This blog explores issues relating to the authentic old legends that Dan Brown’s DaVinci Code either ignored or missed. As many Americans first encountered this subject area via TDVC, I should explain these are mainly legends associated with the early Celtic or Apostolic Church Of Britain which became the Church Of England … hence its title, Codex Celtica. The perspective is British, rather than the fundamentally American one of vast international conspiracies as the novel and others of its genre are. If you are looking for all-out conspiracy theory, rehashes of the 'HBHG' * or ‘holy blood, holy grail’ theory, as dramatised in Dan Brown’s TDVC, then you will easily find these - elsewhere, by using Google. Similarly, if you want to find sites debunking TDVC and telling it’s all nonsense and you can safely forget all about it, the same Google search should also turn up a range of church-sponsored websites, press campaigns, and books by Christian clerics.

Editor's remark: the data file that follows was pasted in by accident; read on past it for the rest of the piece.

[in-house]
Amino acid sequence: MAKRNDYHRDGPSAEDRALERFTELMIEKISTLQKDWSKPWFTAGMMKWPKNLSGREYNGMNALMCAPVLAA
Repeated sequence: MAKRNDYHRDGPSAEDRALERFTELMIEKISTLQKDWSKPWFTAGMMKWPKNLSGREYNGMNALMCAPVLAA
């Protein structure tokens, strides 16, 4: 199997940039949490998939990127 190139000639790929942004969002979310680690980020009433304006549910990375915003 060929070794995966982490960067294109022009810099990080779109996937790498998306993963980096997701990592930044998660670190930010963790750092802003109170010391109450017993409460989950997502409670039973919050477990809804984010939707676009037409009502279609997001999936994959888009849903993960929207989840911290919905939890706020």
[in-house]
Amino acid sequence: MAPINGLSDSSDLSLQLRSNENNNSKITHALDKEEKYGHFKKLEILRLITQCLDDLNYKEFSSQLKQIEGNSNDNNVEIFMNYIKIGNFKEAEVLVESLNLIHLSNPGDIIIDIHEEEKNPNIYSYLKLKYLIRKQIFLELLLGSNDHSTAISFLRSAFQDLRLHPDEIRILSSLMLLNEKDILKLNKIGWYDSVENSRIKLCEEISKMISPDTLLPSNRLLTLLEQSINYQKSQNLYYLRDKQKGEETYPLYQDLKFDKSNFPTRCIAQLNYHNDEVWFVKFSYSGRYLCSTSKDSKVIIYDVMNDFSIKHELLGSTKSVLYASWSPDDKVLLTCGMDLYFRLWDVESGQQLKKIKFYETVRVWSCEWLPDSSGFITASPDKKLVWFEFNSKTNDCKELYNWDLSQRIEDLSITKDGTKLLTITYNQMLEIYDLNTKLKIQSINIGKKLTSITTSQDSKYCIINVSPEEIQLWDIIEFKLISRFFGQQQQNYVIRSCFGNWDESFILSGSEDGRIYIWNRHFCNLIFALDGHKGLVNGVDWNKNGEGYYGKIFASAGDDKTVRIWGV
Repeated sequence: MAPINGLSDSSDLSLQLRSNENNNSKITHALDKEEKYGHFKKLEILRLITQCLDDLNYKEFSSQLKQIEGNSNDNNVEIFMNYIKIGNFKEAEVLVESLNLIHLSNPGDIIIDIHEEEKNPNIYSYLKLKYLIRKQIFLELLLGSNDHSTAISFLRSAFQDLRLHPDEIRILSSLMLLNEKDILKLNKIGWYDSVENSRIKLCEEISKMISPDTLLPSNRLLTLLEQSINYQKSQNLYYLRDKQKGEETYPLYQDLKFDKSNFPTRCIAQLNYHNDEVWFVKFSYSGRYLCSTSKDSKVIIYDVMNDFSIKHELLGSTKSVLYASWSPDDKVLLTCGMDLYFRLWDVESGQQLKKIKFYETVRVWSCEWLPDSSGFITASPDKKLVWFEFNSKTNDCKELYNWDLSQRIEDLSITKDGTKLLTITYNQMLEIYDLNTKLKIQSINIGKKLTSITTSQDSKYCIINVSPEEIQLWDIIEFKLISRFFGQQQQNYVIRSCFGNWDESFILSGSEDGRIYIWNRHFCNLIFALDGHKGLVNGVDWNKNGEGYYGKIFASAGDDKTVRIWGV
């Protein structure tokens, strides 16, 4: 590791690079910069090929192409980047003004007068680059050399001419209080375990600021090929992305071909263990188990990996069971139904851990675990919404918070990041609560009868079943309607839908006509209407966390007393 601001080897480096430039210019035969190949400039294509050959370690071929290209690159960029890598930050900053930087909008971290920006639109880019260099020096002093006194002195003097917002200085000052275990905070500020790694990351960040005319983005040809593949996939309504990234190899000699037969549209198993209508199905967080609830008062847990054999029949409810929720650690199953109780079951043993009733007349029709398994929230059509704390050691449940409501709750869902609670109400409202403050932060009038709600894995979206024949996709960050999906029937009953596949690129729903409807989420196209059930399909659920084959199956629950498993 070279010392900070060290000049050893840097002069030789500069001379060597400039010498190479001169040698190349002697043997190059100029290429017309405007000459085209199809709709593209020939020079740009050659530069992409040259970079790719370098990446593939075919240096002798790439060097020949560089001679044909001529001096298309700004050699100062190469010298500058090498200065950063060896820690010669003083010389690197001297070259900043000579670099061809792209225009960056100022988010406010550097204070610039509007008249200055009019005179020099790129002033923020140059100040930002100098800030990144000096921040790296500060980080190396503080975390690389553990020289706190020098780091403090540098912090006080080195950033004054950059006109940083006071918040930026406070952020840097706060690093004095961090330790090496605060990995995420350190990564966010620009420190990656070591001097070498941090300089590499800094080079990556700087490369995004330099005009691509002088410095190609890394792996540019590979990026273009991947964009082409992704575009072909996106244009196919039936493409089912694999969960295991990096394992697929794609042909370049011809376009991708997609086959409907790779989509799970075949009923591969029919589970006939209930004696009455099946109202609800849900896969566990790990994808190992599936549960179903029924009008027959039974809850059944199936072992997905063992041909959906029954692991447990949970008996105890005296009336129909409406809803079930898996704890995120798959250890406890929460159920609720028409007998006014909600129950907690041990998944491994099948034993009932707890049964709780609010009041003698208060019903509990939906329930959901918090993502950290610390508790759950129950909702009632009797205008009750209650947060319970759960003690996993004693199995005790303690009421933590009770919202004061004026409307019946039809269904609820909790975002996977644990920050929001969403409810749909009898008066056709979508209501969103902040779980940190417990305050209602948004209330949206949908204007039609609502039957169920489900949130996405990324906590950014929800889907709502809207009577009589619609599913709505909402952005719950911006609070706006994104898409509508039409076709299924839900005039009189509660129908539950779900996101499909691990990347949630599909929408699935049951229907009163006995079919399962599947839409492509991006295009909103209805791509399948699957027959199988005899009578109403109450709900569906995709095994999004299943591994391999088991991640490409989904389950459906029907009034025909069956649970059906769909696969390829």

* HBHG: Holy Blood, Holy Grail by Michael Baignent, Richard Leigh, Henry Lincoln (1981). For neophytes, this was the bestseller that established the idea that the Grail, the “san greal” or “sainted grail” of Old French Arthurian Romance, should be interpreted as sang-real, or royal blood, referring to a French dynasty which carried a sacred bloodline deriving from Mary Magdalene. It also postulated that there were clues to this in paintings (in this case not by DaVinci, but by Poussin), part of an esoteric tradition maintained by the Knights Templar and then a secret order called the “Priory of Sion.” (Sound familiar?)